The influence of the precursor and synthesis method on the CO2 capture capacity of carpet waste-based sorbents

Mara Olivares-Marín, Susana Garcia , Covadonga Pevida, M. S. Wong, M Mercedes Maroto-Valer

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34 Citations (Scopus)


Adsorption is one of the most promising technologies for reducing CO2 emissions and at present several different types of sorbents are being investigated. The use of sorbents obtained from low-cost and abundant precursors (i.e. solid wastes) appears an attractive strategy to adopt because it will contribute to a reduction not only in operational costs but also in the amount of waste that is dumped and burned in landfills every year. Following on from previous studies by the authors, in this work several carbon-based adsorbents were developed from different carpet wastes (pre-consumer and post-consumer wastes) by chemical activation with KOH at various activation temperatures (600-900 degrees C) and KOH:char impregnation ratios (0.5:1 to 4:1). The prepared materials were characterised by chemical analysis and gas adsorption (N-2, -196 degrees C; CO2, 0 degrees C), and tested for CO2 adsorption at temperatures of 25 and 100 degrees C. It was found that both the type of precursor and the conditions of activation (i.e. impregnation ratios, and activation temperatures), had a huge influence on the microporosity of the resultant samples and their CO2 capture capacities. The carbon-based adsorbent that presented the maximum CO2 capture capacities at 25 and 100 degrees C (13.8 wt.% and 3.1 wt.%, respectively), was prepared from a pre-consumer carpet waste and was activated at 700 degrees C using a KOH:char impregnation ratio of 1:1. This sample showed the highest narrow microporosity volume (0.47 cm(3) g(-1)), thus confirming that only pores of less than 1 nm are effective for CO2 adsorption at atmospheric pressure. (C) 2011 Elsevier Ltd. All rights reserved.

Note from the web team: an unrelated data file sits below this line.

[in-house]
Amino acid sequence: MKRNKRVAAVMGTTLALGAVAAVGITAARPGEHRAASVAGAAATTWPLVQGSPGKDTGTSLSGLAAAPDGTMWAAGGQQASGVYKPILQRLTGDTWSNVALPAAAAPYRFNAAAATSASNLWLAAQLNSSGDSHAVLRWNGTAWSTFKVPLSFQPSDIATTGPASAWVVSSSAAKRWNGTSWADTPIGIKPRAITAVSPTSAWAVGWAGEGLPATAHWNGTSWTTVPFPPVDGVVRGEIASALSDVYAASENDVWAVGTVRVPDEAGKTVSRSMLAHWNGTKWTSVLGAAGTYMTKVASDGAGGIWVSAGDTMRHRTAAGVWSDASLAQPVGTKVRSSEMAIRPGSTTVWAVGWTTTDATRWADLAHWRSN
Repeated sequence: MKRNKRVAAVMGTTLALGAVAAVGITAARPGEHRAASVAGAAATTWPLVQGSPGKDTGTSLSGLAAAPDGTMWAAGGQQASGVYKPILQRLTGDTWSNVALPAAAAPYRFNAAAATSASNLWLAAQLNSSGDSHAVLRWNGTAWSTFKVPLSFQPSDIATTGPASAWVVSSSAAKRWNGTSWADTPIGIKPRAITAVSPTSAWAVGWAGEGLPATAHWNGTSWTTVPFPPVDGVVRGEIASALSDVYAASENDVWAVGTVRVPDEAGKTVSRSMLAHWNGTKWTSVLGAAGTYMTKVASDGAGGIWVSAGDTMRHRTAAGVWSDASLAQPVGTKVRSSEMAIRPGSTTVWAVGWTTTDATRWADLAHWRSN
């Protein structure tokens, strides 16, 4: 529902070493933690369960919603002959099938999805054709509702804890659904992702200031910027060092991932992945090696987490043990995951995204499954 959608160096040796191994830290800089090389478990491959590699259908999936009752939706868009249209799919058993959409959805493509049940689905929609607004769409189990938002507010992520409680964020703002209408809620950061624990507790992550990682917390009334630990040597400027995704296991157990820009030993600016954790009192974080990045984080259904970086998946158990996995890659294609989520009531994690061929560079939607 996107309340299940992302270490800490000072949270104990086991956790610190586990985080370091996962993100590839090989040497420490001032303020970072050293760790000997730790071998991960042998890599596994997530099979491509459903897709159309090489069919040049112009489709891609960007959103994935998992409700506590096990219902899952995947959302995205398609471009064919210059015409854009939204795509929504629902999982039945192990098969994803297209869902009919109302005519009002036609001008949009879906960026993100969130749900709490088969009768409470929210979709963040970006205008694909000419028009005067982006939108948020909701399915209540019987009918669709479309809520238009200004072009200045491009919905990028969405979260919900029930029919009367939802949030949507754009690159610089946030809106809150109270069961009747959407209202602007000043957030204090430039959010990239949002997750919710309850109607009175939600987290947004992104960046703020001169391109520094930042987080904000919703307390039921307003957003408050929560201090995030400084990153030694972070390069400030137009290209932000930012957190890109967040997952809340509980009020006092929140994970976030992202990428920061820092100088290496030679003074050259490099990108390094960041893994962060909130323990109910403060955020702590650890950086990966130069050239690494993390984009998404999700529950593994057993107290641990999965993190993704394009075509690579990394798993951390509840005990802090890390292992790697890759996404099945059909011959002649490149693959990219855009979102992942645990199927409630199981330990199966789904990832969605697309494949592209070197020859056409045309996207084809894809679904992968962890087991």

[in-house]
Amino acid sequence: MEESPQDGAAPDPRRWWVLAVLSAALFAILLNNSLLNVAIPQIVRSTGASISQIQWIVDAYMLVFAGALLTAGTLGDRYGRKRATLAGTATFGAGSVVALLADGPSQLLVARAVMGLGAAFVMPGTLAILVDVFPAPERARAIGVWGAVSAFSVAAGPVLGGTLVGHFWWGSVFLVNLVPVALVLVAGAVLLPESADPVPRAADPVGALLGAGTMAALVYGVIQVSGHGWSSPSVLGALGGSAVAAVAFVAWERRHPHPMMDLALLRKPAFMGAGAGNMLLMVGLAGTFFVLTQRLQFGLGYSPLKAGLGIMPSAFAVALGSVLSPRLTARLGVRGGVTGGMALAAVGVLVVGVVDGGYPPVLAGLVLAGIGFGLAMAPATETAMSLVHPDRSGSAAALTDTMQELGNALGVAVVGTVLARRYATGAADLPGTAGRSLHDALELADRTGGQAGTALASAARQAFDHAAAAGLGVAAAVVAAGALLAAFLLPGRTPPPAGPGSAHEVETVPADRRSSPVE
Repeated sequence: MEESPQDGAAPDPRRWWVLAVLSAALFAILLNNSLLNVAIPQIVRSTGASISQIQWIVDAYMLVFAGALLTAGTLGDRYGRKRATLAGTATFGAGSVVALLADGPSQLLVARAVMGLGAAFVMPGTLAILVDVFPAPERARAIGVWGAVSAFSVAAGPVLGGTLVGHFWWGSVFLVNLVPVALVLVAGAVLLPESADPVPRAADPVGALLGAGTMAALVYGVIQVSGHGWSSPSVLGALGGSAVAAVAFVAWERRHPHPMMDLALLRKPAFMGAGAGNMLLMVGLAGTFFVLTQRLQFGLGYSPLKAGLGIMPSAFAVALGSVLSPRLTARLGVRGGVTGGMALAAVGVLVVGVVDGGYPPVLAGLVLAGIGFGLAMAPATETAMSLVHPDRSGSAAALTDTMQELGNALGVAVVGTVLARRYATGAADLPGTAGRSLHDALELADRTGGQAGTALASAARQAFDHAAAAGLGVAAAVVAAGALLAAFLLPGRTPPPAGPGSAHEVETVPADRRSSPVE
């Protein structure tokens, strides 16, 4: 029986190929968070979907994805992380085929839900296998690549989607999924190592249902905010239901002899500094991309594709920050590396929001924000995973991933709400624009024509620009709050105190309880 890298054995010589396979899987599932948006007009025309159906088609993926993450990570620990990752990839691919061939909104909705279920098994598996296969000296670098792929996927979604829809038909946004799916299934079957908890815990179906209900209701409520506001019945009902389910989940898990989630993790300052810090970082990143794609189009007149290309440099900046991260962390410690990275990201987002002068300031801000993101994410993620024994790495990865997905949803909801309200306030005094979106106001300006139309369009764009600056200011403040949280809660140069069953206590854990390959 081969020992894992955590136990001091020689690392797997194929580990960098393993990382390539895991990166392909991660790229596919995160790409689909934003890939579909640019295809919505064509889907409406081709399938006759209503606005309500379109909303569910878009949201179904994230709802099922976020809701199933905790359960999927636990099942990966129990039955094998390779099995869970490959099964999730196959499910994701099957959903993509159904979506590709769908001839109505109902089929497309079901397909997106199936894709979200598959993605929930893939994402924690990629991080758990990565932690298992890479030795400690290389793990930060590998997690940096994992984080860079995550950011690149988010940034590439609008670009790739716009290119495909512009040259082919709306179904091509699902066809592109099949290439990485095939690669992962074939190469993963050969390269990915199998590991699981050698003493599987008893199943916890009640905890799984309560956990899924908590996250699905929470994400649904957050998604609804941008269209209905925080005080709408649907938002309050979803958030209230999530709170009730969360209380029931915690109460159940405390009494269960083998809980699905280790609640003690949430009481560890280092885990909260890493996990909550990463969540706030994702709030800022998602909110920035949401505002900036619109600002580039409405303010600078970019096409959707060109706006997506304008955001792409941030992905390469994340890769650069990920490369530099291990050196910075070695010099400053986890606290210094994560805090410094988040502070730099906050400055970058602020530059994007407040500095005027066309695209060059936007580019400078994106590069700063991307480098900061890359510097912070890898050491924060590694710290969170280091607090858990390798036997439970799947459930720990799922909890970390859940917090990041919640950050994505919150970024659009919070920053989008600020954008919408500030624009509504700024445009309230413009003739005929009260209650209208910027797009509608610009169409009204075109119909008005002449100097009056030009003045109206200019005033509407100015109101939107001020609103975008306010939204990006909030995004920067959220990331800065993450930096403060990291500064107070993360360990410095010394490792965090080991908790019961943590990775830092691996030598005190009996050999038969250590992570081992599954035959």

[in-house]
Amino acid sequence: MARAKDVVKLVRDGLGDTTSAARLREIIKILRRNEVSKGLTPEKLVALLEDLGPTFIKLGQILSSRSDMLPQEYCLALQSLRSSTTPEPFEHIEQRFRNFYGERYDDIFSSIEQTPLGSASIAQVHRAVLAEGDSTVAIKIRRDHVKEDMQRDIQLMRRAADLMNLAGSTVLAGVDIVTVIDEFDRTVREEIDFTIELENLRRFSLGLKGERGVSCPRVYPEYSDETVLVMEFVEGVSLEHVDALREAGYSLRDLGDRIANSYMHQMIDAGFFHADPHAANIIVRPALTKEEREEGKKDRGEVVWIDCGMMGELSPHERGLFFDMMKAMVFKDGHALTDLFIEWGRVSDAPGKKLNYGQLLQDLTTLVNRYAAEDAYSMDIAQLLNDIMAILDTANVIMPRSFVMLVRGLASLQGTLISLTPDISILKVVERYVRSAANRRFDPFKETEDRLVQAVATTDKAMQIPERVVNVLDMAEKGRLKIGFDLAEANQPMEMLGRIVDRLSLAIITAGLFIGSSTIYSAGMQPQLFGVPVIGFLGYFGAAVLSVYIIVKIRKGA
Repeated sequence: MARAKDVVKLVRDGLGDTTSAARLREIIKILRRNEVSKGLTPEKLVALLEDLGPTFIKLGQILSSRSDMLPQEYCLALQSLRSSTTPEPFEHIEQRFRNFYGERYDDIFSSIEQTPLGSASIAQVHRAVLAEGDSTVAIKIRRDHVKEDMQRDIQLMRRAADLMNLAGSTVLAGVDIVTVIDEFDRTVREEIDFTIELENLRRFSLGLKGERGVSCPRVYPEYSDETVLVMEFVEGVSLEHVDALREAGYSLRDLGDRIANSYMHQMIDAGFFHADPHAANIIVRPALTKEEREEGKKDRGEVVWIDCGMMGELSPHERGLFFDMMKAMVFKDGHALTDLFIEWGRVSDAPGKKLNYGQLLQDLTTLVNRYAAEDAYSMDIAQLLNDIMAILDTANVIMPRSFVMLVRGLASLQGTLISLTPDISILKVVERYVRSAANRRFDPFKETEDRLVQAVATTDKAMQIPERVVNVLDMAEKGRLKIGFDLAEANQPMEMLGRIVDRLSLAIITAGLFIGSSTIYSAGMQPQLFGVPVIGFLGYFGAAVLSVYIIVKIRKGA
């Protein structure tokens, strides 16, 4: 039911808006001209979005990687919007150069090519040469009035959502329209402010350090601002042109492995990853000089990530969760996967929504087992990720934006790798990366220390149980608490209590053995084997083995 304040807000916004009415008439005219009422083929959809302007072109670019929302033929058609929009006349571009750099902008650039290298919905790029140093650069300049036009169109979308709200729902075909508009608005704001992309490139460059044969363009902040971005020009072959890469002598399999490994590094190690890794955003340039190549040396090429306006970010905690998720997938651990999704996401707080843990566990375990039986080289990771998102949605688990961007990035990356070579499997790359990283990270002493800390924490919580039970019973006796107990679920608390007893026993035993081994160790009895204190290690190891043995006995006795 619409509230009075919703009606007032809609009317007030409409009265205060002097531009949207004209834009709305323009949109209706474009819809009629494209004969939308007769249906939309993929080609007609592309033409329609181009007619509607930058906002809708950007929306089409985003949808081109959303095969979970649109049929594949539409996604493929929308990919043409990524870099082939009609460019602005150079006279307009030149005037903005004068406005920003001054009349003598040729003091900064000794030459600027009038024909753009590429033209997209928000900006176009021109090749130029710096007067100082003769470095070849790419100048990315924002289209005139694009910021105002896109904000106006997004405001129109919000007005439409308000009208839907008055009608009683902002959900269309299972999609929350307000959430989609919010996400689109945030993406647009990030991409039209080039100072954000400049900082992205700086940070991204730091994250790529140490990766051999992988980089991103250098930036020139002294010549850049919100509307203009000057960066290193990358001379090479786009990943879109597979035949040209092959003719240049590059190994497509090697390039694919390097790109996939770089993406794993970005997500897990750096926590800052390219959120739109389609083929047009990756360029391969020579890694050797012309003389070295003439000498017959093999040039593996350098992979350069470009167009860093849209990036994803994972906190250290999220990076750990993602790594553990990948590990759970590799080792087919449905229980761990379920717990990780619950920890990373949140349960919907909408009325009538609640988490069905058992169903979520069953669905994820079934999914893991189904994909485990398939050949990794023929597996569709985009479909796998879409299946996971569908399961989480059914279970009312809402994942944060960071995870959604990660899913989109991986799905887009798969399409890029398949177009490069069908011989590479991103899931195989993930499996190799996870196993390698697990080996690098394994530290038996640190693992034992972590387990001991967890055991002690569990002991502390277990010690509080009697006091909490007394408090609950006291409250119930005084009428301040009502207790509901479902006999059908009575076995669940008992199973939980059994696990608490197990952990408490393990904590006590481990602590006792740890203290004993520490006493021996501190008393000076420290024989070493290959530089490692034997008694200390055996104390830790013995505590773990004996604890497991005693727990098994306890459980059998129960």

Original languageEnglish
Pages (from-to)2810-2817
Number of pages8
JournalJournal of Environmental Management
Issue number10
Publication statusPublished - Oct 2011


  • CO2 capture
  • Carpet waste
  • Carbon-based sorbents


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